Spurred to action by Congress, NASA is finally moving out on an ambitious mission to send a spacecraft closer to the sun than any has ever gone before.
At the end of April, NASA directed the Johns Hopkins University Applied Physics Laboratory (JHUAPL)to begin preliminary work on a proposed $750 million Solar Probe mission that would launch around 2015 to fly through the sun’s corona to study the stream of charged particles the sun regularly blasts into space. At its closest
approach, the Solar Probe would fly within 7 million kilometers while being bombarded by radiation and blasted by withering temperatures.
The Laurel, Md.-based lab will receive $13.8 million from NASA this year to begin pre-Phase A development work to address the mission’s considerable technical risks, among them designing a carbon composite heat shield capable of protecting the roughly 450-kilogram spacecraft from temperatures that will reach as high as 1,400 degrees Celsius.
And with NASA intending to solicit instrument proposals for the Solar Probe mission this year, APL will use part of the $13.8 million to support the instrument accommodation assessments that must happen before NASA can select a
spacecraft’s science payload.
NASA is funding APL’s pre-Phase A work and the upcoming competition to pick the Solar Probe’s science payload with the help of $17 million Congress added to the space agency’s 2008 budget for the mission.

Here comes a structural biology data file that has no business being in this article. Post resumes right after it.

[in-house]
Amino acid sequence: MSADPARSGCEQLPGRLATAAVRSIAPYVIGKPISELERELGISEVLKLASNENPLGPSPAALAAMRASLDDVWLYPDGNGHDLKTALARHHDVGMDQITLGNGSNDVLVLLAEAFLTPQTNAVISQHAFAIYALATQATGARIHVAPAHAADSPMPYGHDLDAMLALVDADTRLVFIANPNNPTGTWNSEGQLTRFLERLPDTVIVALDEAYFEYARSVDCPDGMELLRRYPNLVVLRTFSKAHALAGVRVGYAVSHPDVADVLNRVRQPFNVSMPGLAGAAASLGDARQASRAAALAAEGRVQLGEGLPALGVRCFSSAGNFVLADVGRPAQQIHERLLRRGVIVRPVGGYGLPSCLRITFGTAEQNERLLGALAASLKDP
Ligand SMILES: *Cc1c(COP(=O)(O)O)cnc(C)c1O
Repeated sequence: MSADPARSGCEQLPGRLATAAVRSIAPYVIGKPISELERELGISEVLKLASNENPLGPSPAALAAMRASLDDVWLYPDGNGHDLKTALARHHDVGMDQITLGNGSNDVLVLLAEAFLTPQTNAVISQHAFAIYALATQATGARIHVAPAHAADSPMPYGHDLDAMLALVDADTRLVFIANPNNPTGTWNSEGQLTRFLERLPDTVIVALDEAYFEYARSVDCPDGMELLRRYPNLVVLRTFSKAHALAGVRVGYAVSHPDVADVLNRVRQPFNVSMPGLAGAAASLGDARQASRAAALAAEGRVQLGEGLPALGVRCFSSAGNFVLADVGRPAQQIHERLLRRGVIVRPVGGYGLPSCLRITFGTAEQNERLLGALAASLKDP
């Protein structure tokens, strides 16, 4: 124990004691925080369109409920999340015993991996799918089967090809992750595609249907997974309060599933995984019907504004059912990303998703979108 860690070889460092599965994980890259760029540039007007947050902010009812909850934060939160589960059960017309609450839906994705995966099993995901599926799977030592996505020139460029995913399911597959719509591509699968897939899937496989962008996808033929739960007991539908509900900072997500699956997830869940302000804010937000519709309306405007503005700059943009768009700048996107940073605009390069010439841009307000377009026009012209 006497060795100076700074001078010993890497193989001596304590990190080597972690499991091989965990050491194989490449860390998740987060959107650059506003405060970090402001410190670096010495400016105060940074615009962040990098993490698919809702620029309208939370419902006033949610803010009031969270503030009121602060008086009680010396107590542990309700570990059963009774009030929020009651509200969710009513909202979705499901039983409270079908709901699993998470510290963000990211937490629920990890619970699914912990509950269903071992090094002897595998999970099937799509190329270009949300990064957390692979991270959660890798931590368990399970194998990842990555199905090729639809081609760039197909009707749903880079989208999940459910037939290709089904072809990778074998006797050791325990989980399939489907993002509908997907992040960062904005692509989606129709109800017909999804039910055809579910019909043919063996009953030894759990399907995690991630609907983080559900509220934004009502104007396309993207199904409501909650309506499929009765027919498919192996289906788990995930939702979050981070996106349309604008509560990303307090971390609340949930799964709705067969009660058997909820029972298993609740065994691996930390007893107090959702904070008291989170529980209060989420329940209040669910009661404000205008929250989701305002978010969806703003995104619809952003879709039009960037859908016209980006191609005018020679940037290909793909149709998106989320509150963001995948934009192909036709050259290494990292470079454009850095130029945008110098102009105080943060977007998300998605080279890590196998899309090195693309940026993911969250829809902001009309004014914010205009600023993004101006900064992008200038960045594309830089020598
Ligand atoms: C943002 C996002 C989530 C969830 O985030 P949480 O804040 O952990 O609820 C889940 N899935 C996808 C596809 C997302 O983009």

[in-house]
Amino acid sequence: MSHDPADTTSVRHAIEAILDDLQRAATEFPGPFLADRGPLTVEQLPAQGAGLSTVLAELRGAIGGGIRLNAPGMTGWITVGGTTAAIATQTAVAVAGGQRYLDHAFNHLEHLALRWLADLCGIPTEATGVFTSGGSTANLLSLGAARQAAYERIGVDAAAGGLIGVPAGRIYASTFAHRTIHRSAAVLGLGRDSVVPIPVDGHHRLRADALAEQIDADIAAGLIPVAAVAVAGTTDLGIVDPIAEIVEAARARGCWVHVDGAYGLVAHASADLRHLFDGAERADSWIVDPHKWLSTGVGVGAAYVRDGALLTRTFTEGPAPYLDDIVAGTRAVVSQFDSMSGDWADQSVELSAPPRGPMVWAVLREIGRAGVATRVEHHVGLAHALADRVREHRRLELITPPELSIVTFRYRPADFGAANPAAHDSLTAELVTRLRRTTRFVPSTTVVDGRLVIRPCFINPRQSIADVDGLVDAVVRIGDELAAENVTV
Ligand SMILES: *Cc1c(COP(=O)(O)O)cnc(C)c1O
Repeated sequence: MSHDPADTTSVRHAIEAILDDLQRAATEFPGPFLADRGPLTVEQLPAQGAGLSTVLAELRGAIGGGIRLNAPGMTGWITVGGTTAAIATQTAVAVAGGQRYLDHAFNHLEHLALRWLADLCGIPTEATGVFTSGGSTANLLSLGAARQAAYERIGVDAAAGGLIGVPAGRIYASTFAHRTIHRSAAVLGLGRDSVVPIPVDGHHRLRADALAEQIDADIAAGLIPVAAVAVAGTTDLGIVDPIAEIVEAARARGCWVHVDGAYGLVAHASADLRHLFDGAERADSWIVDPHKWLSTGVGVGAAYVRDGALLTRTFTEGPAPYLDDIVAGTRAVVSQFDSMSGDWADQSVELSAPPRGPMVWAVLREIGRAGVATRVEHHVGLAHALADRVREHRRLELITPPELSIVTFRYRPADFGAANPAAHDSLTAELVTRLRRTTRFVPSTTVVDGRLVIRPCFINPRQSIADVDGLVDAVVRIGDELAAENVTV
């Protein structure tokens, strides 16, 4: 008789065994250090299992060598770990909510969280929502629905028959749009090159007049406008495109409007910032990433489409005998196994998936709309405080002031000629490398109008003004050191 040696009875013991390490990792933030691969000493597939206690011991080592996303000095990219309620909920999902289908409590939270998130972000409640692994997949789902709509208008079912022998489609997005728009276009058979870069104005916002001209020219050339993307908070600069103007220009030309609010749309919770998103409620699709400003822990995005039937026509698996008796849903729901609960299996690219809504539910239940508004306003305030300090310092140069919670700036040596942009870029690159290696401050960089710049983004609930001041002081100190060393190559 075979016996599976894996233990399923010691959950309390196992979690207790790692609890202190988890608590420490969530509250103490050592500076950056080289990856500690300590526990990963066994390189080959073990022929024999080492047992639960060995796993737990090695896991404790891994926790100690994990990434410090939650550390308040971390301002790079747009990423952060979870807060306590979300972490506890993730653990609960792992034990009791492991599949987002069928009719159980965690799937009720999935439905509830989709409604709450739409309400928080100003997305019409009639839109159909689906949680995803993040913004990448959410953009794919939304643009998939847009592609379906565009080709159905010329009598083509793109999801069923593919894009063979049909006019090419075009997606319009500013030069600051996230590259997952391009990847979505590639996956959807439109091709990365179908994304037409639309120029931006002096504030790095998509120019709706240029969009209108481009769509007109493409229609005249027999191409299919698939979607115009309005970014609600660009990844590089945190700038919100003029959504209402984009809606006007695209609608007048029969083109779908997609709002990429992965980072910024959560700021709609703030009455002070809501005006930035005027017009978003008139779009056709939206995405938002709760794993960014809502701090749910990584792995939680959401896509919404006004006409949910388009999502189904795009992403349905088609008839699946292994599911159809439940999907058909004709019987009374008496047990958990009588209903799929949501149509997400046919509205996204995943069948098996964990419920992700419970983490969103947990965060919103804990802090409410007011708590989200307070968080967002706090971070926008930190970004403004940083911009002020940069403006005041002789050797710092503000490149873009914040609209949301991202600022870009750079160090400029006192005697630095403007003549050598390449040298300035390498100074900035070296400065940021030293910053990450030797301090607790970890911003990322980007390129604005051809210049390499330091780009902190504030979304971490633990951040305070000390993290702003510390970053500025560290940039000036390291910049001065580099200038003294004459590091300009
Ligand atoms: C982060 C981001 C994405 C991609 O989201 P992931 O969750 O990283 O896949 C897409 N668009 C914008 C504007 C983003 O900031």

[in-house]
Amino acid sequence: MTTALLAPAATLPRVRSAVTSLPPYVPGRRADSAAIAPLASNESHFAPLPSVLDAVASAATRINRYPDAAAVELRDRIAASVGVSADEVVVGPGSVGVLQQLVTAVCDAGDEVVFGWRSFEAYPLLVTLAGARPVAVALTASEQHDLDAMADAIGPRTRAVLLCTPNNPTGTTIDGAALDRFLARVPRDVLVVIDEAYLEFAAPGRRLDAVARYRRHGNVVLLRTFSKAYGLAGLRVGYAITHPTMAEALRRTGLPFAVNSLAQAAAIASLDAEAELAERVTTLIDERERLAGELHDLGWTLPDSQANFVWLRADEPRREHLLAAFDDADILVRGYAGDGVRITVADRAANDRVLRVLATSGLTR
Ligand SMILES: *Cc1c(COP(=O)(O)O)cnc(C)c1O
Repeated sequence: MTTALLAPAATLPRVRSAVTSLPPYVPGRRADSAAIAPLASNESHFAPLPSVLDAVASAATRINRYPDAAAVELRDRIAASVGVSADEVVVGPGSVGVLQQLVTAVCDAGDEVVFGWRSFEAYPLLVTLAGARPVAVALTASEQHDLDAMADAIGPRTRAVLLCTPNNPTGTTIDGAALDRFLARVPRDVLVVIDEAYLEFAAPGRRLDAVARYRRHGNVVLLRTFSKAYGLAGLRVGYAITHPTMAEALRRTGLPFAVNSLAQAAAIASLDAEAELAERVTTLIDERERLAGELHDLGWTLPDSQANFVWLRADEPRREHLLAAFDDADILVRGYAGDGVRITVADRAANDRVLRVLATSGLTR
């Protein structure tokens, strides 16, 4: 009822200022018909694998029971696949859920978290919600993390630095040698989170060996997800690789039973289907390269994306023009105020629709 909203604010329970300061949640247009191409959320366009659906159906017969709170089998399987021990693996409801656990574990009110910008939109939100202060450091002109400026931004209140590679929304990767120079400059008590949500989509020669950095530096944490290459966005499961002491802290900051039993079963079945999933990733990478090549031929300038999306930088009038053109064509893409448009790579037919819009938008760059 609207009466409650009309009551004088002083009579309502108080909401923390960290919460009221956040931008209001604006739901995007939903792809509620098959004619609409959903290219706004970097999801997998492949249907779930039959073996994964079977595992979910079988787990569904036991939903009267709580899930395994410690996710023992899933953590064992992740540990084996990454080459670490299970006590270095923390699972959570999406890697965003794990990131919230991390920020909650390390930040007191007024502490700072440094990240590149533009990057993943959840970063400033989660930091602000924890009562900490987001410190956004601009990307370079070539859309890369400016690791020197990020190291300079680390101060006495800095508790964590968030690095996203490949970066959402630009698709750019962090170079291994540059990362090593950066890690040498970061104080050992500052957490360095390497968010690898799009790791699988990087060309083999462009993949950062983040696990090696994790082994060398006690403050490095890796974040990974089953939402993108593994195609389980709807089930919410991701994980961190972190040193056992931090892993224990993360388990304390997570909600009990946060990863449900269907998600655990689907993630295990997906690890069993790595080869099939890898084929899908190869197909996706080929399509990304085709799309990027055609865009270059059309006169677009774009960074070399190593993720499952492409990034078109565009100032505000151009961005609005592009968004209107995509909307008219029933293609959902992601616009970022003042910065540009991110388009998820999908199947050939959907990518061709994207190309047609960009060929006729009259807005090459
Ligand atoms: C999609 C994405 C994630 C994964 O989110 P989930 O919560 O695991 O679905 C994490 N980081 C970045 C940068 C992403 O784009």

Sen. Barbara Mikulski (D-Md.), chair of the Senate Appropriations commerce, justice, science subcommittee told Space News in a written statement she was pleased NASA tapped APL to begin work on Solar Probe.
“I fought alongside the scientific community to start Solar Probe because of its importance in understanding the effects of the sun on the Earth,” Mikulski said in her May 9 statement. “These effects are profound on everything from the health and safety of our astronauts, to civilian and national security satellites, our power grid system and even international airline flights over the Earth’s poles. I will continue to fight to ensure that there is funding in the federal checkbook for this important priority.”
Mikulski’s pledged support could prove essential to ensuring that the Solar Probe work getting under way this year continues into 2009. Although NASA intends to fund Solar Probe instrument proposals starting next year, the agency has requested no 2009 money for other aspects of the mission’s development. As a result, after spending nearly $14 million this year on Solar Probe, expenditures would drop to zero in 2009 unless Congress again decides to add money. NASA’s five-year budget projection, however, does include $3.4 million for Solar Probe in 2010, $40.1 million in 2011, $74.2 million in 2012 and $106.3 million in 2013. To keep Solar Probe on track for a 2015 launch, NASA would need to come up with an additional $500 million.